Ratsack Food Storage Bag Review

Ratsack Food Storage Bag Review
The Armored Outdoor Gear Ratsack Food Storage Bag is a rodent-proof lightweight, flexible, stainless-steel mesh bag to protect your food and smellables on camping and backpacking trips. It’s not bear-proof, but it is rodent and small mammal-proof making it ideal for use in primitive cabins, trail shelters, lean-tos, and for storing food in campsite bear boxes which are regularly raided by mice, chipmunks, squirrels, raccoons, and rats. If bears are present, you can hang the Ratsack like a bear bag with a carabiner, but its primary purpose is to protect your food from small mammals (sometimes called mini-bears), even when it’s not hung out of their reach, like in a bear box.

Specs at a Glance

  • Materials: Stainless-steel mesh
  • Sizes
    • XS: 427 cubic inches (7L) weighing 4 oz
    • S: 1,200 cubic inches (19.5L) weighing 8 oz (actual weight 8.9 oz, measured)
    • M: 1,800 cubic inches (29.5L) weighing 10 oz
    • L: 2,500 cubic inches weighing (41L) weighing 12 oz

The Ratsack is a rust-proof stainless steel mesh food bag that closes with a wide strip of heavy-duty velcro and a hole large enough for a carabiner at the end, for hanging purposes.  Most people only need 100 cubic inches per day of storage capacity for their food, so the XS size is good for one person for weekend trips if you also use it to pack your toiletries and other smellables. Not knowing any better, I ordered a size Small, which turned out to be much larger than I expected or needed for the 2-3 night backpacking trips I usually take.

A Ratsack is a rodent-proof steel mesh bag for storing your food and other smellables.
A Ratsack is a rodent-proof steel mesh bag for storing your food and other smellables.

When you fill the Ratsack with food and your other smellables (like toothpaste, skin lotion/balm, etc), you’re going to want to line it with a plastic bag to keep the interior clean and prevent anything from leaking out..or leaking in, if you place the Ratsack in a public place like a shared campsite bear box. The outside of the bag is also pretty abrasive and I’d recommend storing it in a stuff sack or even a plastic bag when you pack it in a backpack to keep it from tearing your clothing or other delicate gear.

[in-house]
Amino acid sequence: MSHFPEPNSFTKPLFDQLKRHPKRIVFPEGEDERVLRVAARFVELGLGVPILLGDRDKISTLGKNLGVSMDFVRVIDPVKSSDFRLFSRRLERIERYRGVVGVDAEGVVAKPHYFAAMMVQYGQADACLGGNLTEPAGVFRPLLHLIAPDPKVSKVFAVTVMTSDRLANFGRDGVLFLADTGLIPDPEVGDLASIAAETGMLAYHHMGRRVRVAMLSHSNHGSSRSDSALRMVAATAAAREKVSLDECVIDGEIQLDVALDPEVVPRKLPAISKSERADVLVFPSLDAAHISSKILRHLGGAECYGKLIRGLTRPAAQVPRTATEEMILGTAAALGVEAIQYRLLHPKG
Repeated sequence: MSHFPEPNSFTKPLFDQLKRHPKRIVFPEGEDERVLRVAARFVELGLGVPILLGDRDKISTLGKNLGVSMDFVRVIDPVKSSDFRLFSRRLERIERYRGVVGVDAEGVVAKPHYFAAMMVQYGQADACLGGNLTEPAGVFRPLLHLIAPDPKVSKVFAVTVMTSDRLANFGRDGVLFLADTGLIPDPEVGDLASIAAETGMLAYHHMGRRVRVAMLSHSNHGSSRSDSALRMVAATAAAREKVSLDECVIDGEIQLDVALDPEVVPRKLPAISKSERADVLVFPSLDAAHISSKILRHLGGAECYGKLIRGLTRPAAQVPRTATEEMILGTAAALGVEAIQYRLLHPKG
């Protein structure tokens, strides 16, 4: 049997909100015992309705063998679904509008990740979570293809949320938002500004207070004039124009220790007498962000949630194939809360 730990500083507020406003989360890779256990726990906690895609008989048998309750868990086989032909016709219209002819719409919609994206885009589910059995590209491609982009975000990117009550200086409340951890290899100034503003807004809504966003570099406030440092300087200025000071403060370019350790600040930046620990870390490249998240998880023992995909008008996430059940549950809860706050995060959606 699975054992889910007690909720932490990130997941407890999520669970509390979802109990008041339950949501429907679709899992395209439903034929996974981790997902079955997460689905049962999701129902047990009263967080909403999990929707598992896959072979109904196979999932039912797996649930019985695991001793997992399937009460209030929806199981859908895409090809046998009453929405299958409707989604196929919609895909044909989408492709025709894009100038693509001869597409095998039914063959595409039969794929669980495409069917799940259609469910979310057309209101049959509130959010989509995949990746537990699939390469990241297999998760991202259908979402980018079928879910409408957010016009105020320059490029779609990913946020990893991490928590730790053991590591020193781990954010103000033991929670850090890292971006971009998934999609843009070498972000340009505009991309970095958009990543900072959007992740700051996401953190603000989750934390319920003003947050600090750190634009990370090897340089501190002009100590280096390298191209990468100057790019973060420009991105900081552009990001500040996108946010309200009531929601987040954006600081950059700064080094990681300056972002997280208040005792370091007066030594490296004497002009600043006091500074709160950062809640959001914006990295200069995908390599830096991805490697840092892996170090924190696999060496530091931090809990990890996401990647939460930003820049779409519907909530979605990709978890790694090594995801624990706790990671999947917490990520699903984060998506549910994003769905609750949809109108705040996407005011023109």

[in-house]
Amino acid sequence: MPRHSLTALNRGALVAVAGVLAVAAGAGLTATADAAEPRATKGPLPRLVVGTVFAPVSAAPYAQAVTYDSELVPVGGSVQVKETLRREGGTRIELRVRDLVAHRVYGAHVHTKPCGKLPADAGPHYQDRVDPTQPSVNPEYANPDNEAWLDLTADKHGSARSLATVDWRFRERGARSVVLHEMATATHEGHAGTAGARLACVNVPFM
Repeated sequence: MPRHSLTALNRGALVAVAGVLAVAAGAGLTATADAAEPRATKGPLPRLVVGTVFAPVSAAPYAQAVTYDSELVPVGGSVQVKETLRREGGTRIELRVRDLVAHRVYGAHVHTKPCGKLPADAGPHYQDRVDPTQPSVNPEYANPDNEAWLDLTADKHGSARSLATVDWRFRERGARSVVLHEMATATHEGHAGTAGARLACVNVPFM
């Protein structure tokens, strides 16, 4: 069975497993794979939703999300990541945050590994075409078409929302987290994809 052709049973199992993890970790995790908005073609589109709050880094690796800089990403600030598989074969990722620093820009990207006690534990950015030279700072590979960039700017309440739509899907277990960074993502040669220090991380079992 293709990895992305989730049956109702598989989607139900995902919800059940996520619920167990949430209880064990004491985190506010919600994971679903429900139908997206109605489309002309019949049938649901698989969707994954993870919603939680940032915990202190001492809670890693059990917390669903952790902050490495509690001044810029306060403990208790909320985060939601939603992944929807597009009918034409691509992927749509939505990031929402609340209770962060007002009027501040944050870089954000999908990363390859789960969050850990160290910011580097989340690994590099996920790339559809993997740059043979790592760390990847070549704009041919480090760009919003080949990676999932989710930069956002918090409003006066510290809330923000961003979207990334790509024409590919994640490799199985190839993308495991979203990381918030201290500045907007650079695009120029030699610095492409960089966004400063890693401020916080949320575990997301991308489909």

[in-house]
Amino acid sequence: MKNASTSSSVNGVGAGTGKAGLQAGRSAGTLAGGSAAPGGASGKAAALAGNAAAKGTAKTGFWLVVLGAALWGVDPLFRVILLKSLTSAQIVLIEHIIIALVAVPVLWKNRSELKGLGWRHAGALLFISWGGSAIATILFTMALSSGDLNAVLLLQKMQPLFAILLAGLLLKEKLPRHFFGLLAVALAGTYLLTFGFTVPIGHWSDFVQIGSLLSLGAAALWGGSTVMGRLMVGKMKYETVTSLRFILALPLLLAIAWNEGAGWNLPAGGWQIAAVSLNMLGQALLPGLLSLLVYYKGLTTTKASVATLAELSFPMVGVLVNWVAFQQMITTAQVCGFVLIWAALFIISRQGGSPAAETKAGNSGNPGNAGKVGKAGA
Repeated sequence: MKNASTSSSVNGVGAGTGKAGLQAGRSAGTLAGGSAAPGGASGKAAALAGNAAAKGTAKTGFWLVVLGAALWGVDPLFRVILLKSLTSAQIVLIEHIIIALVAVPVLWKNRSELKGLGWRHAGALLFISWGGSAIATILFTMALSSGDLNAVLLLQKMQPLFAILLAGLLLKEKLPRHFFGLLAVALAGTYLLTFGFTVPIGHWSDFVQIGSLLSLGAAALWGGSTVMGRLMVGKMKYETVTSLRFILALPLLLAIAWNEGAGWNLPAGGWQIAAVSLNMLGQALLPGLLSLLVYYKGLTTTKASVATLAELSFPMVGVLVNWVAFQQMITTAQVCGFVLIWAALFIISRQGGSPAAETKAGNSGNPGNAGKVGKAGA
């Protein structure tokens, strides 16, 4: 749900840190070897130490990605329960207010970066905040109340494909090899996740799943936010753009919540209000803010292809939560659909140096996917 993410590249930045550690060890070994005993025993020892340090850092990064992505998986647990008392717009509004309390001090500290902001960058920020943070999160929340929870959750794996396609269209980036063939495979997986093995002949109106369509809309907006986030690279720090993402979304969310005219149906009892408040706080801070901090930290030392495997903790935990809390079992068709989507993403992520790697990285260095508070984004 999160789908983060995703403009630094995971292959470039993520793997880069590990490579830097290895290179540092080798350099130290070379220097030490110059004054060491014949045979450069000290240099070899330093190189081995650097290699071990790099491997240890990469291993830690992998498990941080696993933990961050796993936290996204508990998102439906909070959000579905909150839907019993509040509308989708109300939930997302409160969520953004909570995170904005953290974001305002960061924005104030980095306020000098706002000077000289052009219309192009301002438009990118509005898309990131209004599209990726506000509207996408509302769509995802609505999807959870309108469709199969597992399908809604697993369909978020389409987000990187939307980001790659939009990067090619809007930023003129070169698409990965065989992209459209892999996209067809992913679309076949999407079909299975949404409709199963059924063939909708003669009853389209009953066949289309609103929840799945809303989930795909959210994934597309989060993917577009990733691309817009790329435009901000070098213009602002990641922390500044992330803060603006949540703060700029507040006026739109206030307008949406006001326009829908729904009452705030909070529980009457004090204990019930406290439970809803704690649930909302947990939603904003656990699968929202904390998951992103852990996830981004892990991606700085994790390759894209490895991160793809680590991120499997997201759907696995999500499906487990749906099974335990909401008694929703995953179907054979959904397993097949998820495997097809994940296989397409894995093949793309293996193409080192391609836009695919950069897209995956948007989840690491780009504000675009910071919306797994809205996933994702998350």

I purchased my Ratsack for use when camping at campsites that have bear boxes after an incident in western Maine, quite close to the Appalachian Trail. I was carrying a bear-proof Ursack to store my food at night and rather than tying it to a tree, I put it in a campsite bear box because I figured it’d be even safer there. It wasn’t. Mice got into the bear box, crawled into the top of my Ursack, and ate my stash of crushed potato chips. I’d been counting on those chips for salt replacement in the hot and humid weather. If I’d stored my food in a Ratsack instead of an Ursack, they wouldn’t have been able to get to my food.

Most Ursacks, including the Ursack Major which I carry, are not rodent-proof because rodents can chew through it or crawl through the hole at the top where you cinch the Ursack closed. Ursack does make two models that are rodent-proof however: the 10.65L (649 cubic in) Ursack Minor (5 oz, $100), which is only rodent-proof and not bear-proof, and the Ursack AllMitey, which is just like a regular Ursack but with an Ursack Minor sewn inside and a velcro closure on top, like the Ratsack. The main downside of the Ursack Minor is that it doubles in weight when it gets wet, while the 10.5L AllMitey, besides its high cost ($140), is comparatively heavy, weighing 13 oz. The chief advantage of the Ratsack over both of these solutions really comes down to volume, since it is available in high volume sizes (19.5L, 29.5L, and 41L) that are useful for group or family use.

Recommendation